Ginthota, Sri Lanka – Muhammad Abrar is still in shock, nearly a week after his house in Ampitiya village in the southern Sri Lankan town of Ginthota came under attack from a Sinhalese-Buddhist mob.
On November 17, he had returned from the mosque after evening prayers and was about to retire for the night, when he heard his neighbours’ home being attacked.
“The first attack on our home was when our window panes were broken by rocks,” said Abrar, who drives a tuk-tuk (three-wheeled taxi) for a living.
“There was a mob of about 150 to 200 people armed with steel crowbars and other makeshift weapons. They smashed our gate and came in and poured petrol on my tuk-tuk and set it on fire.”
The burned tuk-tuk is still parked in front of his house, with little hope of being salvaged. What was once the painted pink facade of his house is now black with soot. The tiled roof of Abrar’s house collapsed as flames engulfed the wooden rafters.
Fear and shock have gripped the Muslim community in Ginthota – about seven kilometres from the tourist city of Galle – and rows of burned houses and businesses bear testimony to the violence.
Police and Special Task Force (STF) personnel were deployed after the violence, which spread across many administrative divisions in Ginthota.
Residents say a scuffle over a minor road accident escalated into mob attacks between Buddhist and Muslim youths. It later developed into full-blown, targeted anti-Muslim violence, with dozens of houses and at least two mosques damaged in arson attacks.
Growing Buddhist-Muslim tensions
Tensions have been growing between the two communities this year, with Buddhist nationalists attacking a United Nations safe house for Muslim-majority Rohingya in September, while a number of Muslim homes and businesses were attacked in June.
Mohammed Faizal, the secretary of the Ginthota Young Muslims Association, who was himself a victim, says that fresh tensions started building after an accident involving a Muslim woman and a Buddhist on November 13. Police intervention prevented immediate escalation.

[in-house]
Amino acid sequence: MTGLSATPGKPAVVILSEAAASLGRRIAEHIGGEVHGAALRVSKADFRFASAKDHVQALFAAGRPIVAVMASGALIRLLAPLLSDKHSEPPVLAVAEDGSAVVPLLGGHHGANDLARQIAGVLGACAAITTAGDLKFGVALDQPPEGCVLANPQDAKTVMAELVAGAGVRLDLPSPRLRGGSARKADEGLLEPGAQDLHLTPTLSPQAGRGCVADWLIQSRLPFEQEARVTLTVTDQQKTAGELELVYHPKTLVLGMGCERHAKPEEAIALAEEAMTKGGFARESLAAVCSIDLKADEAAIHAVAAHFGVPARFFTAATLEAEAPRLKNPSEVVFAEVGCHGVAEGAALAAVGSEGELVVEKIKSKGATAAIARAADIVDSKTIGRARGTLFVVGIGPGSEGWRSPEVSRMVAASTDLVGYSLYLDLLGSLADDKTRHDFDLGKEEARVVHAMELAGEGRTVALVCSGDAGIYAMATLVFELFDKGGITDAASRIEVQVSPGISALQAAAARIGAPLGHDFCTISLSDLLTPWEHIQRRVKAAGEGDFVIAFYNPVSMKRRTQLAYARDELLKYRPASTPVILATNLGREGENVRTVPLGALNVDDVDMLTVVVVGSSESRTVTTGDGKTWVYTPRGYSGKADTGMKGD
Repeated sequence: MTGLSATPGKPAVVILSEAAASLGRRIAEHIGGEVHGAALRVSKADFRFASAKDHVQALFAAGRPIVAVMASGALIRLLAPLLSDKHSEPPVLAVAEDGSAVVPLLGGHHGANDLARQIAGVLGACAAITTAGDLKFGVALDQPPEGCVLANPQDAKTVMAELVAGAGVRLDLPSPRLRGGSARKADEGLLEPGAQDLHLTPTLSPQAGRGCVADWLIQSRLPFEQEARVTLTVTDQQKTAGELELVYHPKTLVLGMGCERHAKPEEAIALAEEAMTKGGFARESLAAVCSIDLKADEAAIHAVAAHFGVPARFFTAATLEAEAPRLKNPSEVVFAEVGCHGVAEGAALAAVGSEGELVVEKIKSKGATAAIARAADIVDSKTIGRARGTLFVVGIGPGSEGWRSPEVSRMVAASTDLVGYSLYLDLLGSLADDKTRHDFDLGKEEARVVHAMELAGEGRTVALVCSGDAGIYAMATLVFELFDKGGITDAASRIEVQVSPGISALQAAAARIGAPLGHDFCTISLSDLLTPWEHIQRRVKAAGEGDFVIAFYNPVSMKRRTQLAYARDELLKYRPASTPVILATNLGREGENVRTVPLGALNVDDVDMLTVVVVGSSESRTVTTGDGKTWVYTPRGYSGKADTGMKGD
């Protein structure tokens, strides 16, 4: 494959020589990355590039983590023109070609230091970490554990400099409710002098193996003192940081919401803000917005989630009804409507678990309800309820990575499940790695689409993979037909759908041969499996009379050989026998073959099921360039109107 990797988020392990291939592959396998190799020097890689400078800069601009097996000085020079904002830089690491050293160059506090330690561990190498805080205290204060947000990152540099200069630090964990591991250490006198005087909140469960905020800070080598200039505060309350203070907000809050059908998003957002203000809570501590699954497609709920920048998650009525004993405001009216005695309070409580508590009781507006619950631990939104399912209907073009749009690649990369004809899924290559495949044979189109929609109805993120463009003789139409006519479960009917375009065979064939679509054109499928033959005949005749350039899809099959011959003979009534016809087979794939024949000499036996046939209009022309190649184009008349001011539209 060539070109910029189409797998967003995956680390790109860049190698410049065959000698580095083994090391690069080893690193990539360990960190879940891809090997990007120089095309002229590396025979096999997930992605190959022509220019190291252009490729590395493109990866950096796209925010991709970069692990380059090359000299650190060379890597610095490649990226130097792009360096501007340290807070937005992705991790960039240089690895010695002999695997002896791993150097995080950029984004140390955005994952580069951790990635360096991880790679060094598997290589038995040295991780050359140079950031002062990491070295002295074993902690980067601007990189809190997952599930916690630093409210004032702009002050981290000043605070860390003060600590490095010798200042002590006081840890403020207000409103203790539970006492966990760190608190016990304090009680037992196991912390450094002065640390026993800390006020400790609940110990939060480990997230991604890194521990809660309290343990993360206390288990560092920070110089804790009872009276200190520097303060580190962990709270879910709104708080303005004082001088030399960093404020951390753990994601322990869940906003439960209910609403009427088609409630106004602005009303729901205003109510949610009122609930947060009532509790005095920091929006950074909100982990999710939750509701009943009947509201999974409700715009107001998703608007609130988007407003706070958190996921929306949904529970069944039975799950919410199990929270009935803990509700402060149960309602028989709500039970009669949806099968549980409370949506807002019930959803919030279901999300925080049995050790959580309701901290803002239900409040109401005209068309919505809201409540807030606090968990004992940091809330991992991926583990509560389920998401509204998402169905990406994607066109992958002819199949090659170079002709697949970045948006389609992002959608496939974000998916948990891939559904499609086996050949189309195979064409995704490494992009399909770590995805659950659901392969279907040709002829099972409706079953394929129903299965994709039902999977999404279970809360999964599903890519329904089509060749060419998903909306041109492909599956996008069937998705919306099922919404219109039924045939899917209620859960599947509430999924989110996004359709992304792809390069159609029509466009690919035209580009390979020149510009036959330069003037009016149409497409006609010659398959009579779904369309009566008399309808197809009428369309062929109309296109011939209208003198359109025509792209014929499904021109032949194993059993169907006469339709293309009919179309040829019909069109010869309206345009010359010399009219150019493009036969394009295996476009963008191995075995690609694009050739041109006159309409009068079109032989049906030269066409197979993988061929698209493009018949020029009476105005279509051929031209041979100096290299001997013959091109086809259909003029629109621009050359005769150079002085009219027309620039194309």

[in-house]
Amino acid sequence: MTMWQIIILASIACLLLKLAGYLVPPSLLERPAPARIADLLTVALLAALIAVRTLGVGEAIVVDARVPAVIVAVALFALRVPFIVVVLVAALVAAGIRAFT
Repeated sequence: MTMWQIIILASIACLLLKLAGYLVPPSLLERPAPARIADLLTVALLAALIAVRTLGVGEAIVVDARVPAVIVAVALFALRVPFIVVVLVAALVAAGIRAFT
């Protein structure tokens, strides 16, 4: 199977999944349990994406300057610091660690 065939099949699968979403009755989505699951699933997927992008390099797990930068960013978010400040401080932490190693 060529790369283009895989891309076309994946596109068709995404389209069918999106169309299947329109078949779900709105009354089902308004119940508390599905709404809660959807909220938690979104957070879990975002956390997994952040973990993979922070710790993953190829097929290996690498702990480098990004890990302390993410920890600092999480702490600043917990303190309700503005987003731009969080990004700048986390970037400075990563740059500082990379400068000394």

“November 17 was calm and as usual we went for Friday prayers and returned. There was a heavy police and STF presence,” Faizal said.
The violence erupted that night, after Faizal says a lack of security measures allowed the situation to spiral out of control.
Manusha Nanayakkara, the member of parliament for the Galle district, agreed that the “withdrawal of the STF was a grave mistake that facilitated all these violent groups”.
“This incident did not begin due to a Sinhalese-Muslim issue. Both parties are to blame for letting this matter escalate from a minor road accident,” Nanayakkara said. “Peace committees should be activated with representations from the village mosques and temples to prevent any such attacks taking place again.”
Fear and trauma
In the wake of the violence, police have arrested 22 people. Police spokesperson Ruwan Gunasekera confirmed that 127 cases of attacks had been reported to police.
The violence has brought back memories of the 2014 Aluthgama attacks, during which three people were killed.
Muhammad Yasir told Al Jazeera that he was at home with his wife and two daughters when a mob of about 50 youth started attacking homes in the narrow lane where his house is located.
“My motorcycle was dragged to the street and completely torched. Three minutes after the first attack, another group of five youth destroyed our front door and entered our home,” Yasir said. “They broke open cupboards and looted the jewellery inside.”
I do not choose between Sinhalese and Muslim.
Businesspeople in the area explained how their shops and lifelong savings were destroyed.
Muslims in Ginthota and across parts of the island nation, where they form 10 percent of the population, have been living in fear and trauma, with many women and children refusing to return to their homes.
Galogodaththe Gnanasara – the hard-line monk from the Bodu Bala Sena, known for his incendiary remarks, particularly those that fuelled the anti-Muslim attacks in Aluthgama – told a press conference that there were approximately 500 youth who had assembled at the temple, presumably in response to the hysteria spread through social media. Addressing a media conference on November 21, Gnanasara, who has ties to Ashin Wirathu of Myanmar, was reported by one local newspaper as having “boasted that he can orchestrate a bloodbath in under two hours”.
Police say social media rumours about Muslims planning to attack a Buddhist temple triggered the violence.
Many local residents told Al Jazeera that the mob included people from inside the village. But one Sinhalese resident, a construction professional living in Ampitiya, denied involvement of village insiders. Sunil Gamage, who spoke under a pseudonym, noted that his home also came under attack.
“The residents in this area [Muslim and Sinhalese] live in peace, and there is no problem between us,” he told Al Jazeera.
Police and STF personnel have been patrolling the streets, along which most houses have had their gates smashed down and the glass window panes destroyed.
Muhammad Fahim, a young father of four boys, earns his livelihood by manufacturing and selling cement blocks for construction. The pick-up truck he used to transport his blocks was set ablaze.
A tearful Fahim explained how his home manufacturing plant was damaged and 800 of his cement blocks, which were ready for sale, broken to pieces.
Fahim cannot fathom how this could have happened to him: “I do not choose between Sinhalese and Muslim,” he said.